Although the Rose and Orange revolutions in Georgia and Ukraine failed to fulfill their early promise, they nonetheless began the process of transformation of society and state institutions. The question is why has the European Union shown no eagerness to draw these countries into its sphere of influence? Many factors can be blamed for this situation. Chief among them is the performance of local political elites.

In Ukraine, the country's politicians lacked the requisite determination to transform victorious protests in the Maidan — the Kiev square at the centre of the Orange Revolution in 2004 — into a programme of reforms. By contrast in Georgia, successful internal reforms resulted in an excess of confidence that played a key role in the country's harmful decision to enter into a war with Russia, as well as the establishment of a "post-1989" authoritarian regime.

How the Cold War still shapes European policy

Both of these disappointments have provided Western elites — whose interest in Georgia and Ukraine is not solely determined by the level of internal change but also, whatever they might say to the contrary, by geopolitical considerations — with an excellent alibi. Geopolitics is undoubtedly the second reason for European indifference.

The proximity of both states to Russia, which continues to view former Soviet countries as an integral part of its sphere of influence, has been sufficient to dissuade Europe from becoming more deeply involved in the region. So it is that the Cold War — or at least a mentality inherited from the Cold War — has continued to play a determining role in European policy.

A desire to avoid more eastern "mavericks"

The third major factor is the nature of the European project and the aspiration for greater political and economic consolidation in Europe. European enlargement now has to take into account a candidate's desire and ability to comply with rules that have been designed and progressively introduced by longstanding members of the EU. New members that are unable to observe these regulations would simply reinforce the camp of "maverick" states on Europe's eastern periphery, and add to the delay in the implementation of projects developed by and for core EU countries.

It is on this basis that both Georgia and Ukraine are perceived as a potential hindrance. It is true that the countries of central Europe faced similar problems when they took leave of the military structure of the Warsaw Pact and the Council for Mutual Economic Assistance (Comecon). However, there were two key differences.

Other Eastern countries still suffering

Our post-communist elites were not identified with Soviet power structures to the extent that they were in the Ukraine and we also had a powerful elite drawn from the ranks of Solidarność. At the same time, historical circumstances were such that the Polish, Czech and Hungarian states could count on a greater degree of solidarity from the West and the unlimited determination of their citizens to knock on the doors of Europe. However, we still had to contend with a negative view of the East that still prevails today. We were and still are perceived as poverty-stricken and barely-civilized masses led by all manner of unscrupulous scammers that seek to undermine the security and prosperity achieved by decades of patient endeavour in the West.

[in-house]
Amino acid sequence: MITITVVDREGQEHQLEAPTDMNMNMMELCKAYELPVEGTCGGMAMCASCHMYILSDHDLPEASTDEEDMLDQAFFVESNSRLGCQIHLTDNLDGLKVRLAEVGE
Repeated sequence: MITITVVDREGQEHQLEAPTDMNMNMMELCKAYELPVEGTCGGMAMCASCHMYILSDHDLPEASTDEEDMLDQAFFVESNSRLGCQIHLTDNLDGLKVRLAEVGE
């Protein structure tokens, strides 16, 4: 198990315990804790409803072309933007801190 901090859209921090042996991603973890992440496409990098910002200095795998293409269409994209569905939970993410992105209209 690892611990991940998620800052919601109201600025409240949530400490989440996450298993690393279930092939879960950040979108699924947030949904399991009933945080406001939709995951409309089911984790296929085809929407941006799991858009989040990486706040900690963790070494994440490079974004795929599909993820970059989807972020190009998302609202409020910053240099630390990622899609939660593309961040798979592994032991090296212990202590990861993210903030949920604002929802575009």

Barbarians with no grasp of higher reason or the phenomenon of European integration, and no inclination to participate in such a process. And when we left the communist bloc, we also had to deal with a more volatile geopolitical situation. At the time, Russia was a much more unpredictable country than it is today — a declining superpower that still had the potential to inflict further wounds. But in spite of these adverse circumstances, we succeeded. Why can the same not be said of Georgia and the Ukraine? The answer to this question lies in the fundamental historical changes that have occurred since 1989.

Europe no longer a major power

Although their appearance and rhetoric might imply that they have much in common with our experience, the Rose and Orange revolutions should not be considered an extension of the phenomenon of the Autumn of Nations in 1989. Born in different internal and external circumstances, these revolutions did not herald a new era in global geopolitics but only brought about a subregional change. They did not alter the political context in Europe, but simply presented a new set of circumstances to which Europe had to adapt.

And it is for this reason that it did not make sense for the European Union, which Jan Zielonka, Professor of European Politics at Oxford University, has termed a "neo-imperial" project founded on a bid for power that defines access conditions for new member states, to expand beyond its eastern borders. Since the 1990s, Europe has progressively set aside a vision of itself as a superpower, and for this reason, it is unlikely to pursue a process to reinforce its potential to achieve this goal.

Life without the EU and NATO

Among candidate countries, this change has been reflected by a growing awareness that life can continue without the European Union and without NATO. It is on this basis that the European factor has had little influence on the development of the main tenets of policy in a Ukrainian state that has been established without the prospect of European integration and inclusion in NATO.

In Georgia, the situation was somewhat different. But defeat in a war against Russia, which Europe and the United States were powerless to avert, may have a more determining influence on contemporary Georgian political identity than its plan for full integration with the West, which played a predominant role in national policy before August 2008.